So this was a shock and it was illegal. So we filed suit against the federal government, and for 14 months, our lawsuit sat in Judge Richard Leon's court in the [District of Columbia] District with never a hearing.
How was it ultimately resolved?
Our lawsuit was summarily dismissed with never a day in court. President Trump declared a state of emergency so that he could take funds not appropriated for a border wall to build a border wall. You know, he took funds from the U.S. military, from the U.S. Treasury, from other places, and the Department of Homeland Security spending bill came out for that year. It exempted the National Butterfly Center from border-wall construction, but only with congressionally appropriated funds- not with state-of -emergency funds.
So, you know, we filed an appeal of our lawsuit's dismissal and we won that appeal, and we should be back in Judge Richard Leon's court having status hearings and being set for trial. But instead, now the Biden administration and the Department of Justice, under Merrick Garland, have also filed a motion to dismiss.
You tell me.
How did you arrive at the decision to close the center, and what are your future plans?
Well, it was the now the board of directors' decision. The Butterfly Center is a project of the North American Butterfly Association. We are their only bricks-and-mortar plant – this 100-acre botanical garden dedicated to environmental education concerning wild, free-flying butterflies and their benefits to healthy ecosystems. And it's that board of directors that decided we needed to close for the safety of our staff and our visitors and our members because of the patterns that all of America should be aware of now.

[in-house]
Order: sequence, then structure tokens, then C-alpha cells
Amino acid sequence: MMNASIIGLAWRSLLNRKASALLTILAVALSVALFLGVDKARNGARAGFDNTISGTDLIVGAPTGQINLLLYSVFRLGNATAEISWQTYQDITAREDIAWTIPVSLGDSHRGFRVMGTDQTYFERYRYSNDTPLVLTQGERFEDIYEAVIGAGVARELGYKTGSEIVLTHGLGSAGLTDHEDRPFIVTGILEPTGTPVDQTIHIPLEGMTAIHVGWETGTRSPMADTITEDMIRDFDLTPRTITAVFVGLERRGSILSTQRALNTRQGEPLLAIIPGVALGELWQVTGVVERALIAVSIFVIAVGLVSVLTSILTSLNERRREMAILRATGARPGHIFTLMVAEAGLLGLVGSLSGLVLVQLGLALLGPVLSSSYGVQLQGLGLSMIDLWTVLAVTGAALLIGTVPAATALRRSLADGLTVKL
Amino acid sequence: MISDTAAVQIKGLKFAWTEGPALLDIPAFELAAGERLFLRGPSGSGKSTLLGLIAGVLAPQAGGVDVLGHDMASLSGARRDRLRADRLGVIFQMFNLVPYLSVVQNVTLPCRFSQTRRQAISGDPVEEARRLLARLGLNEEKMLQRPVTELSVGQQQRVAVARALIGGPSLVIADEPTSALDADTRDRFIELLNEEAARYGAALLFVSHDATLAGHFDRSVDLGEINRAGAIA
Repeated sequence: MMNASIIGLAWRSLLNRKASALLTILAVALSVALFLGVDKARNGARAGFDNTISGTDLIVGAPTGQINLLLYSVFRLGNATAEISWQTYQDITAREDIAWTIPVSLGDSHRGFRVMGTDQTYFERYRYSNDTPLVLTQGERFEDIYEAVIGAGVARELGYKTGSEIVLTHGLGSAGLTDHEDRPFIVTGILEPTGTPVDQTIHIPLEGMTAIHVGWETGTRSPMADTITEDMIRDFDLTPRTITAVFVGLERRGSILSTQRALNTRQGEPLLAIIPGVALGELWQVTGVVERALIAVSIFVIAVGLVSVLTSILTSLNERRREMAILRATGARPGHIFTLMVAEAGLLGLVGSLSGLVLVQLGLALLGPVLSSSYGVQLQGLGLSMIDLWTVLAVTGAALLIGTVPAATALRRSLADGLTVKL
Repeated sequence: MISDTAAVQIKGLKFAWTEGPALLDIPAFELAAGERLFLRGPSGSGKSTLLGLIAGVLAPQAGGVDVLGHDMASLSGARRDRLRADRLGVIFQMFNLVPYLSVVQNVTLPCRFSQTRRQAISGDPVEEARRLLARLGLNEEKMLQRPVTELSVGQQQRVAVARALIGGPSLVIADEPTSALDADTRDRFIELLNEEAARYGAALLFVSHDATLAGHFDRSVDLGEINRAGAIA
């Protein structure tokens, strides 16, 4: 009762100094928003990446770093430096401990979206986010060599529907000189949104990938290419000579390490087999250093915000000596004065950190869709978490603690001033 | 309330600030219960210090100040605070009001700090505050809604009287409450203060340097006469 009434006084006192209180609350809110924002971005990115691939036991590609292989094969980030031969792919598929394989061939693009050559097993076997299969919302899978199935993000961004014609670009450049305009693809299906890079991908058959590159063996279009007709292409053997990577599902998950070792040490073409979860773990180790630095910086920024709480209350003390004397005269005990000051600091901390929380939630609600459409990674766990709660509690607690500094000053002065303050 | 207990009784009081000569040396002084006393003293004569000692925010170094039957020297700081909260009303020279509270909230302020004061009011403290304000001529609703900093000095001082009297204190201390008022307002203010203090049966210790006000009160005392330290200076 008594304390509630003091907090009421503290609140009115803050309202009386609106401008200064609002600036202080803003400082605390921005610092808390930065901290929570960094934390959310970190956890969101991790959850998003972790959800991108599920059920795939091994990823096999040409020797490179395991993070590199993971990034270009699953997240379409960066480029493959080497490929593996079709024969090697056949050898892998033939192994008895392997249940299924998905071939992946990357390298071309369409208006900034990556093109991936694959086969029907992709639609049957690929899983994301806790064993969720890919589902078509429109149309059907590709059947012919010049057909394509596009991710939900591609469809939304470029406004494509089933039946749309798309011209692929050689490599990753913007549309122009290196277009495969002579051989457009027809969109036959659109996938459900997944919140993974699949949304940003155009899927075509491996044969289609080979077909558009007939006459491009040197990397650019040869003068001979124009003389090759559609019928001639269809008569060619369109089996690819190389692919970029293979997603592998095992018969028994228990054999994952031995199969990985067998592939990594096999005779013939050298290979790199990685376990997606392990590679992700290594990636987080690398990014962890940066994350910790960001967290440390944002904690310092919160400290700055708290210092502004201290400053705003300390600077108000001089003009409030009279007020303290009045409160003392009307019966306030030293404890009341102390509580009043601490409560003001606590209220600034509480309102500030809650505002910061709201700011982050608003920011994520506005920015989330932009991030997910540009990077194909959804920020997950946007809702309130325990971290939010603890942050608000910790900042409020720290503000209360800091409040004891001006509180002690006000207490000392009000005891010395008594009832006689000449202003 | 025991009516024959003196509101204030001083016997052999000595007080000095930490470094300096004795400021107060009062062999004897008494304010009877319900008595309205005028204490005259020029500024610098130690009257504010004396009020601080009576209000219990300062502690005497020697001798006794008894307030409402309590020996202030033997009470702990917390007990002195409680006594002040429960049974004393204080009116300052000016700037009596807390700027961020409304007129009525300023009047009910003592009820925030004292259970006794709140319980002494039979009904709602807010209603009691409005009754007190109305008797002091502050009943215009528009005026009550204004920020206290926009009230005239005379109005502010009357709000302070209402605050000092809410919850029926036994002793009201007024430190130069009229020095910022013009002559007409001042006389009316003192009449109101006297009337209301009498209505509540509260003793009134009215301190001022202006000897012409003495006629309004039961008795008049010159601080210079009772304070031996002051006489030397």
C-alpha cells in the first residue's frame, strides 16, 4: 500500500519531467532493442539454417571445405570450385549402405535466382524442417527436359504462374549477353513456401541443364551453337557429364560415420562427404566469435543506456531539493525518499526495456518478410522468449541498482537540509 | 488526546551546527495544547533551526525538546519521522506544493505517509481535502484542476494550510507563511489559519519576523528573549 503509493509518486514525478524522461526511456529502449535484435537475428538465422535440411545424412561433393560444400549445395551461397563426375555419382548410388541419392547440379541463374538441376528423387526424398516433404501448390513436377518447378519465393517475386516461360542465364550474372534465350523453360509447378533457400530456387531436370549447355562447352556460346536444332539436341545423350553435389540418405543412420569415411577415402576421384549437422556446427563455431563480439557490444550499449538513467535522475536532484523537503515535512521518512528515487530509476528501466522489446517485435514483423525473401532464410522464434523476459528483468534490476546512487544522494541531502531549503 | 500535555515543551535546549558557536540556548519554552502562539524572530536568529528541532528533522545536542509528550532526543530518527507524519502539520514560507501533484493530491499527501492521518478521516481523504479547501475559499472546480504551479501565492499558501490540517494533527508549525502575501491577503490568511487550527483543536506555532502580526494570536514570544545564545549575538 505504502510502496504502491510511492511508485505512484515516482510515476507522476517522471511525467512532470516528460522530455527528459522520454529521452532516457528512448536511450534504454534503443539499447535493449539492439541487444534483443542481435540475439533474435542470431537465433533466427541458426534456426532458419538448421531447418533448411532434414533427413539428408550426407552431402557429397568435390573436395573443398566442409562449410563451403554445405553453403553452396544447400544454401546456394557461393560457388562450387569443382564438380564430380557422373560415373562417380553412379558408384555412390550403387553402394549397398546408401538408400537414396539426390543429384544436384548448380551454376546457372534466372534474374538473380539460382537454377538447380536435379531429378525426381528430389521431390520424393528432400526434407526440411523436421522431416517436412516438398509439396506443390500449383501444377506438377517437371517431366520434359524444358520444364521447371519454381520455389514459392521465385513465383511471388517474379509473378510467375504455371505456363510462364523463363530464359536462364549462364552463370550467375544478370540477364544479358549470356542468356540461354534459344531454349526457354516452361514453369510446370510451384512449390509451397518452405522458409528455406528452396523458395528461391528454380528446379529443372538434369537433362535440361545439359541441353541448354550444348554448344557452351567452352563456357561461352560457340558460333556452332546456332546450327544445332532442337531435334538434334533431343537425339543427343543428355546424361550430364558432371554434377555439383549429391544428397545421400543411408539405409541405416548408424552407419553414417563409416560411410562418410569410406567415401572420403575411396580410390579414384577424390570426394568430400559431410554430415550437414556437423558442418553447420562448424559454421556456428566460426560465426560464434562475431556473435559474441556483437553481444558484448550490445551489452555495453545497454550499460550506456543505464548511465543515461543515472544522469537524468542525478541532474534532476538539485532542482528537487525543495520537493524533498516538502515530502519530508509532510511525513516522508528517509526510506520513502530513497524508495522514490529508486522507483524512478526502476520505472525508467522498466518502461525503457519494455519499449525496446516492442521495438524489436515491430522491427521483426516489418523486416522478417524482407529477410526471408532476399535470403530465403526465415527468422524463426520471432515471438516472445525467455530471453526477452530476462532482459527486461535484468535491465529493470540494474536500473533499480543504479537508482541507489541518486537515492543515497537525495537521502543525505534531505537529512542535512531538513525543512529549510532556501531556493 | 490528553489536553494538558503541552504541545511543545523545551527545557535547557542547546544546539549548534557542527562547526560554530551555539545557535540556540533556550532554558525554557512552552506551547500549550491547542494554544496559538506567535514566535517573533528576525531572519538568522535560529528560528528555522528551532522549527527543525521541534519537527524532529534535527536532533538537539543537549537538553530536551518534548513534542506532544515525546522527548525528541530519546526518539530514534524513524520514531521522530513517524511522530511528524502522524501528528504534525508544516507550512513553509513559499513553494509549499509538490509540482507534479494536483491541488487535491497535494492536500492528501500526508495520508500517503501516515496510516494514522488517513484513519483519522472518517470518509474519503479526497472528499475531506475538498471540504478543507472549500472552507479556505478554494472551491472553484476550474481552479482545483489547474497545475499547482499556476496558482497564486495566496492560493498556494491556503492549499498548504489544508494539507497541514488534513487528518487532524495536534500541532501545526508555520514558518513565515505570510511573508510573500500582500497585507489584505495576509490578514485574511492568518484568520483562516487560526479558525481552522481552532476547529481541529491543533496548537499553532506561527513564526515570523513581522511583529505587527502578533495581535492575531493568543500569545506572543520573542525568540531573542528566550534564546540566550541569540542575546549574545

You know, first it was "Pizzagate," then there was the "Wall-a-Thon," and the Walmart massacre, then there was the "Stop the Steal" rally and the Jan. 6 insurrection with its own body count. And we just can't risk that.
Do you feel like you're getting enough support from local law enforcement?
I would like to believe so. Yes, the chief of police has been in contact with me. He has informed me that the city prosecutor and investigators are wrapping everything up, so I guess it can go to the district attorney's office. And the FBI has now opened a case and they have shared all of the evidence with the Secret Service concerning the woman who showed up here impersonating a federal law-enforcement officer.
Is there anything, as you look back on the situation, you wish you'd done differently?
No, not at all. I routinely have visitors with varying viewpoints and have oftentimes received people who claim to be an elected official or running for office. And it's my job always to greet them and to behave in a professional manner and to do what I can to safeguard the premises and the people there. And that is what I did.
How long is the butterfly center going to be closed?
I do not know. That is a decision the board will have to make. And I know that they have a lot of things that they are trying to accomplish. There are going to be many things that we have to do and put in place in order to feel that we can reopen safely.
This story has been updated to fix an error with missing text in the introduction.